In February, 2002, I was asked, along with several members of the Society for Creative Anachronism (a medieval re-enactment group), to put on a demonstration of medieval jousting as part of the Arrow of Light ceremony for Cub Scout Pack 319 in San Diego, California. The Arrow of Light is the Cub Scouts’ highest honor, and it is the only one which a Cub Scout carries with him when he becomes a Boy Scout. As such, we wanted to do more than entertain the boys and their parents with exciting swordplay; we wanted to demonstrate our respect for the effort these boys had put into reaching this admirable goal. I was honored to be asked to address the pack at the beginning of the ceremony, and this is the speech I gave.
Tonight we have come here dressed in our armor to demonstrate for you the art of knightly combat. This is quite fitting, for in the Middle Ages, the king often hosted a joust or a tournament in order to commemorate a special occasion. At such times, knights would gather to compete in games and contests of skill and courage, which were conducted under a set of rules known as the Code of Chivalry.
When competing under the Code of Chivalry, knights in shining armor made a promise that they would act in a manner which would ensure the safety of other knights as well as the spectators. A knight would never intentionally seek to cause harm to another person, he would never lose his temper during a joust, and he would never strike at an opponent who was helpless, because a knight had a duty to protect those who could not protect themselves.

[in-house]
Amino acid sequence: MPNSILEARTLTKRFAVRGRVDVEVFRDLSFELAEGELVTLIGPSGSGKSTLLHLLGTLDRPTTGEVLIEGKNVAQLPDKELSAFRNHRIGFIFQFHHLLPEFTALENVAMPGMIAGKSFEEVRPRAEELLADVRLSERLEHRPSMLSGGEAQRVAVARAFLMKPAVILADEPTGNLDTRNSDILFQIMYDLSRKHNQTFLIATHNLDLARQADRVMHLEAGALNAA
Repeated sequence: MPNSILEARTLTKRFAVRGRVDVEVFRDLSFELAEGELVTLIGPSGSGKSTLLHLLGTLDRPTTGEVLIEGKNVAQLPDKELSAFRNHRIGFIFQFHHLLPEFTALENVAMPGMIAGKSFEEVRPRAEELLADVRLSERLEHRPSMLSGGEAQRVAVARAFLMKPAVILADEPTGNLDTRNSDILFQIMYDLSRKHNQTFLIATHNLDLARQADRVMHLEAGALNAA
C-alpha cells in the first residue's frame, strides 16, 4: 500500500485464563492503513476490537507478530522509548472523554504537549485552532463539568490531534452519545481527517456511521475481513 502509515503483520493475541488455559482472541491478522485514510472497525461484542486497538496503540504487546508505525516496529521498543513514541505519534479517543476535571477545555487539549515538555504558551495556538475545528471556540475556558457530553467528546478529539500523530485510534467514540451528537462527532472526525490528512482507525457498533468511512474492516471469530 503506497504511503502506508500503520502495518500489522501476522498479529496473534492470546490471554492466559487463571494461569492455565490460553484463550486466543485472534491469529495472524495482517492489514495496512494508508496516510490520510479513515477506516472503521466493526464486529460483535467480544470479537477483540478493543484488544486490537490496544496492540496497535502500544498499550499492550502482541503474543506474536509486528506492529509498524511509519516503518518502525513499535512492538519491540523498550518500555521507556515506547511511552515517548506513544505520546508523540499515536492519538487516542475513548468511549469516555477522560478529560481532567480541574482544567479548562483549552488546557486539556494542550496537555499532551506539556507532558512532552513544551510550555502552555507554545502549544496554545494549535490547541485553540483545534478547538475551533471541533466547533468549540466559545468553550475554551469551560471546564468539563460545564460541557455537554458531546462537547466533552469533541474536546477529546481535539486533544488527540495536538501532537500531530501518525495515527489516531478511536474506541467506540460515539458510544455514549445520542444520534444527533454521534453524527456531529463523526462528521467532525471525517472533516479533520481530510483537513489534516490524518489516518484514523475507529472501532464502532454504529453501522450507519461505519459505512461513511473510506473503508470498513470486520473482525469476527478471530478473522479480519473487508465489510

But the Code of Chivalry was more than just a set of safety rules. In fact, the knightly virtues of the Code of Chivalry are much like the twelve points of Scout Law. Just as a Scout is expected to be trustworthy, loyal, helpful, friendly, courteous, kind, obedient, cheerful, thrifty, brave, clean and reverent, a knight was expected to be courageous, just, merciful, generous, faithful, honorable and hopeful. As you can see from this comparison, Scout Law has its roots in the Code of Chivalry used by the medieval knights.
In the Middle Ages, a boy began training to become a knight just about at your age; it was a very long and difficult education. A large part of their training was learning the value of the Code of Chivalry, not only in the games of the tournament, but in all aspects of their lives.
Being made a knight was a very special moment in the life of a young man, just like receiving the Arrow of Light is a very special moment in your lives. It is a moment you will remember fondly and proudly in years to come, but like the accolade of knighthood, the Arrow of Light is only one step along the path of honor and virtue that I know you will all follow for the rest of your lives.
It is a great privilege for us to stand beside you this evening as you accept these honors, and we thank you for allowing us to be part of your special occasion. May the Arrow of Light always point to the true path of chivalry.